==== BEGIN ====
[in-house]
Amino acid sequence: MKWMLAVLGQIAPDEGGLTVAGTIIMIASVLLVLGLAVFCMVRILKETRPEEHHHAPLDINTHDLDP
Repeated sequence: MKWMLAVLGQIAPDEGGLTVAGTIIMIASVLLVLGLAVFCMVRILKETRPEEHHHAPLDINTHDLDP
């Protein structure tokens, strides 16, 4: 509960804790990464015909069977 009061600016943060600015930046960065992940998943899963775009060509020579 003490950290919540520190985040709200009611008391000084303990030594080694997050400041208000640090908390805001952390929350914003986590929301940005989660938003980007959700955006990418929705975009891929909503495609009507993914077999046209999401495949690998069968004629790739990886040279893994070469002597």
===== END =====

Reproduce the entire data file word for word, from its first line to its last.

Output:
[in-house]
Amino acid sequence: MKWMLAVLGQIAPDEGGLTVAGTIIMIASVLLVLGLAVFCMVRILKETRPEEHHHAPLDINTHDLDP
Repeated sequence: MKWMLAVLGQIAPDEGGLTVAGTIIMIASVLLVLGLAVFCMVRILKETRPEEHHHAPLDINTHDLDP
């Protein structure tokens, strides 16, 4: 509960804790990464015909069977 009061600016943060600015930046960065992940998943899963775009060509020579 003490950290919540520190985040709200009611008391000084303990030594080694997050400041208000640090908390805001952390929350914003986590929301940005989660938003980007959700955006990418929705975009891929909503495609009507993914077999046209999401495949690998069968004629790739990886040279893994070469002597």